State Department Once Thought Auto Parts Were 'Spaceballs,' 1970s Cables Show

State Department officials turned the spaceballs over to NASA for examination.

By SHARE
 This image provided by NASA/JPL-Caltech shows a simulation of asteroid 2012 DA14 approaching from the south as it passes through the Earth-moon system on Friday, Feb. 15, 2013.
This image provided by NASA/JPL-Caltech shows a simulation of asteroid 2012 DA14 approaching from the south as it passes through the Earth-moon system on Friday, Feb. 15, 2013. The 150-foot object passed within 17,000 miles of the Earth.

Newly released diplomatic cables from the 1970s reveal that the State Department once believed that old automobile parts were actually fragments that fell from space

Officials excitedly relayed the discovery of space debris found in New Zealand to the Secretary of State, NASA and the Department of Defense, according to the cables, which were acquired by transparency group MuckRock in a Freedom of Information Request shared with Whispers.

[READ: Fossil Older Than Oxygen on Earth Found in Australia]

"Two apparent space fragments have been located in New Zealand... both are spherical, perhaps pressure vessels, bear no identifying marks, and caused no physical or personal damage upon impact," an unnamed official from the U.S. Embassy in Wellington, New Zealand wrote in a cable marked "secret" and "immediate," and addressed to the Secretary of State. The official also reported that the "space balls" had been initially picked up by local farmers.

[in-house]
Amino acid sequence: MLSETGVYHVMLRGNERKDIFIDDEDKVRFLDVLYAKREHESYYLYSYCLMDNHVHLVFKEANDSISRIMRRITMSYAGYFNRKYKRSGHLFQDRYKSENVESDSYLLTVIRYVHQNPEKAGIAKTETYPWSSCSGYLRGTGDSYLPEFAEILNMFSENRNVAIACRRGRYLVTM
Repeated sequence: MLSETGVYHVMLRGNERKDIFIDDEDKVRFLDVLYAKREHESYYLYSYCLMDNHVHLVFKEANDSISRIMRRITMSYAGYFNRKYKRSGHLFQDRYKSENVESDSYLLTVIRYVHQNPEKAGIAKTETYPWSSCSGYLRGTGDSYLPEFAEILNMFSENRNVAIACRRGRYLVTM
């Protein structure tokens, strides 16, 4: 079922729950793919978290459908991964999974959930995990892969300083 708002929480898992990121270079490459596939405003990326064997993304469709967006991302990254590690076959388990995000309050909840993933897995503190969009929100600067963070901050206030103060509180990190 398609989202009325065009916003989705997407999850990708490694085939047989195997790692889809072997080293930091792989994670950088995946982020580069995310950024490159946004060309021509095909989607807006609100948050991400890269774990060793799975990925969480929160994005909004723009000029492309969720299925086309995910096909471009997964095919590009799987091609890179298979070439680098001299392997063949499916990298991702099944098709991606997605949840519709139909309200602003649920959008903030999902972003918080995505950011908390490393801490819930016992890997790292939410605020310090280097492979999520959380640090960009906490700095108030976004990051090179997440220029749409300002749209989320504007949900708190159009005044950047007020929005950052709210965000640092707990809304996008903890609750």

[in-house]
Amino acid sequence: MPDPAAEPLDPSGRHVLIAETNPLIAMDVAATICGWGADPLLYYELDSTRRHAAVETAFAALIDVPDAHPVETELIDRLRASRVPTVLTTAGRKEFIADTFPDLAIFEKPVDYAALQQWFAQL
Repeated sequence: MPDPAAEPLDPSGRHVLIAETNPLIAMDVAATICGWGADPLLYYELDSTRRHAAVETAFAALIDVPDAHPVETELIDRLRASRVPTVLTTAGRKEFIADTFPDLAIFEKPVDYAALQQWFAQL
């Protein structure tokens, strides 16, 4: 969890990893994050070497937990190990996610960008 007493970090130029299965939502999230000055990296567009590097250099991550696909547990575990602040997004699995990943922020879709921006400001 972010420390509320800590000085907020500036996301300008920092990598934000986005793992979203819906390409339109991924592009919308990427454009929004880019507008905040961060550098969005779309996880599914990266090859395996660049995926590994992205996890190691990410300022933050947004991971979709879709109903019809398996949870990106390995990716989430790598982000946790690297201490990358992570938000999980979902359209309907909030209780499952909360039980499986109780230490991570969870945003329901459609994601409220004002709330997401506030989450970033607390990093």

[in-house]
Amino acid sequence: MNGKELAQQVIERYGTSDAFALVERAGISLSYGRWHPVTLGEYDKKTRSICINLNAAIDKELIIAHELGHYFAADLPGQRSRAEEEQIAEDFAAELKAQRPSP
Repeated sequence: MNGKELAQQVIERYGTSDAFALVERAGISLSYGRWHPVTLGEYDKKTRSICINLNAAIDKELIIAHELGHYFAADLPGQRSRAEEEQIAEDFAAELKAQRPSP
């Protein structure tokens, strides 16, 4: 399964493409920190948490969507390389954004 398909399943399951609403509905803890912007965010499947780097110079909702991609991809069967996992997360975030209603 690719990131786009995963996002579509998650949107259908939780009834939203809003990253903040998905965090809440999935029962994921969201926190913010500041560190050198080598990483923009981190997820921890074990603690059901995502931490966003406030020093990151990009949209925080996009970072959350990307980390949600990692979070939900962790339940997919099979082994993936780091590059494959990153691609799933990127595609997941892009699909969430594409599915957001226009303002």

In another cable, addressed from the Secretary of State's office, it was noted that NASA would review the objects, as the fragments could have been related to the recent launch of an Intelsat spacecraft. But the same cable noted rather drily that NASA had "only marginal interest" in the objects.

[ALSO: Ancient Meteorite Reveals Mars Had Lots of Water]

All of the cables were marked with the subject line "Moondust," because they were part of a classified government project called "Project Moondust," intended to handle the recovery of space fragments launched by another countries.

In a third cable, this time sent from the U.S. Embassy in Ottawa, it was noted that a specialist had identified the space objects as likely "old, melted down automobile transmission parts" but noted that if he turned out to be wrong, the embassy would be notified. No documents were released to MuckRock to suggest the objects were in fact intergalactic.

More News:

  • Cable From 1974 Refers to Thatcher As 'Best Man' in Conservative Party
  • WikiLeaks Email Dump Shows Wasted Drone Efforts
  • Meet the Man Who Owns the Moon